Private Albert Andrewsof 19th Manchesters provided a vivid description as part of a burial party at Montauban.
“On the Monday [3rd July] I was put with others burying the dead and this was when we realised the cost of our victory… Burying your own lads is not a job I want again, some seeming by their looks to have died very easy, others very hard. Some we had to dig out – they had been half buried. The job consisted of getting hold of them, taking their equipment off and emptying their pockets. You put the contents in a gas helmet satchel and hand this to the Officer who is with you giving the man’s name, number and Regiment if possible. Then they are put into a hole ready dug with boots and everything on. You put in about 10 or 15, whatever the grave will hold, throw about two feet of earth on them and stick a wooden cross on the top which is marked by the Officers. For some it was the third day and you could hardly stand the stench as you got hold of them, often having to put them down, go out of the way and have a smoke. The game wanted sticking!”
Lyn Macdonald’s book, Somme provides further first-hand accounts of the burial parties from 13th (Service) Battalion Rifle Brigade clearing the 1st July battlefield near La Boiselle, one week after the 34th Division advance. Lyn recounted the story of a Staff Captain visiting the area and mistaking the blackened corpses of the decomposing British soldiers as Colonial troops. The area of La Boiselle was similar the Montauban battlefield in respect that the advance had been made and held on 1st July. The vivid descriptions from Lyn’s interviews with Rifle Brigade veterans describing the battlefield burials, help understand the burial parties’ work. Corporal Joe Hoyles recounted.
“There was a terrific smell…A smell of rotten flesh…they were seven and eight deep and they had all gone black…Wicked it was! Colonel Pinney got hold of some stretchers and our job was to put the bodies and, with a man at each end, we threw them into the crater…”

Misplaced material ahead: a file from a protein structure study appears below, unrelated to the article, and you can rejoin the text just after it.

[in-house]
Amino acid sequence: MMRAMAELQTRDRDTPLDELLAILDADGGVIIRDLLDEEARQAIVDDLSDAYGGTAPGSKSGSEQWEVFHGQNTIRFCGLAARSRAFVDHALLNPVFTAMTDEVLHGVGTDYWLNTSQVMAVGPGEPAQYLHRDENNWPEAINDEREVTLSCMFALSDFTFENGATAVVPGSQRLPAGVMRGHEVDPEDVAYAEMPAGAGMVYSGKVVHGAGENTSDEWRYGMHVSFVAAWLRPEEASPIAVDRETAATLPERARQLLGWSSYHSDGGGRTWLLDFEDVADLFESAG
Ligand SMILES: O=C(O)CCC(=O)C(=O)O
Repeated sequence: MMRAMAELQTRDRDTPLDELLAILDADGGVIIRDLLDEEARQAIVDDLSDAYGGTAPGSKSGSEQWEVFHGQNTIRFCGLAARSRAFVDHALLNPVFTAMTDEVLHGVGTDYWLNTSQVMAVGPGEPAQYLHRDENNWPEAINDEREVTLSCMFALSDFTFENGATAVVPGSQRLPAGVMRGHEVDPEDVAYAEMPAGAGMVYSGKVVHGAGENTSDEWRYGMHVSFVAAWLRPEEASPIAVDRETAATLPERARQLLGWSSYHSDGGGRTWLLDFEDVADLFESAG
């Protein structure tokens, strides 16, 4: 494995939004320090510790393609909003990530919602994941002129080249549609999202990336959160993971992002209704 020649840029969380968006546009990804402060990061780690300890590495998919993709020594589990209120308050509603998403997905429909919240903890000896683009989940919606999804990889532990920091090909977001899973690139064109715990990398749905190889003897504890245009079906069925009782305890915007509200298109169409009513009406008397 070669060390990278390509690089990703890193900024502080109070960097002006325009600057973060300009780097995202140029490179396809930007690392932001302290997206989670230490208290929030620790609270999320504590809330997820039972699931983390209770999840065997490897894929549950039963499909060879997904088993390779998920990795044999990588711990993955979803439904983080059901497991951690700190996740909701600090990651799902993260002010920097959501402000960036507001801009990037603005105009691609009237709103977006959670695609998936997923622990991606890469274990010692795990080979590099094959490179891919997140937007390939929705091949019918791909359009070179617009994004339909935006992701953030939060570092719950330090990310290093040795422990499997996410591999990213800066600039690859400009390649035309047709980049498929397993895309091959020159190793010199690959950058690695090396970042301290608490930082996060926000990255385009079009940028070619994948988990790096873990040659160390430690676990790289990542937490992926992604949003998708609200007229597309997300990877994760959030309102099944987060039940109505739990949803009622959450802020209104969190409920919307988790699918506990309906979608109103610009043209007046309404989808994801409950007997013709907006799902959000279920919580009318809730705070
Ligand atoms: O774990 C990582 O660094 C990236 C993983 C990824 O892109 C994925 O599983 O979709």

If this description was not as reverent as may have been expected, there were clear efforts to ensure the men buried in the mass graves were properly recorded. Sergeant Jack Cross MM recounted
“My job was to take the identity discs off the men. Other people were detailed off to collect the rifles and other people collected the equipment and…stretcher bearers who picked up these dead gentlemen and took them to…this crater and tipped them over…and they buried themselves in the chalk before they got to the bottom.”
The following images remind us of the reality of infantry warfare, possibly sanitised by the censor to avoid showing clearer trauma caused by artillery or machine gun fire. There is evidence the burial parties were unable to identify some casualties, due the terrible nature of their deaths. Remembering friend and foe. Courtesy IWM
Part of the reason for the more informal approach to the burials was the threat to the Rifle Brigade men from the ongoing German bombardment of the area, with at least two casualties recorded for the 13th Battalion. The scene of the continual threat and pulverising impact from artillery will have been equivalent. There will also have been similar problems for the identification of dead men held on the former German lines . Acting Corporal Ruper Weeber recounted the impact of the continuing carnage for the dead members of the 34th Division.
“ Some were without legs, some were legs without bodies, arms without bodies. A terrible sight…It made me wonder what it was all about.”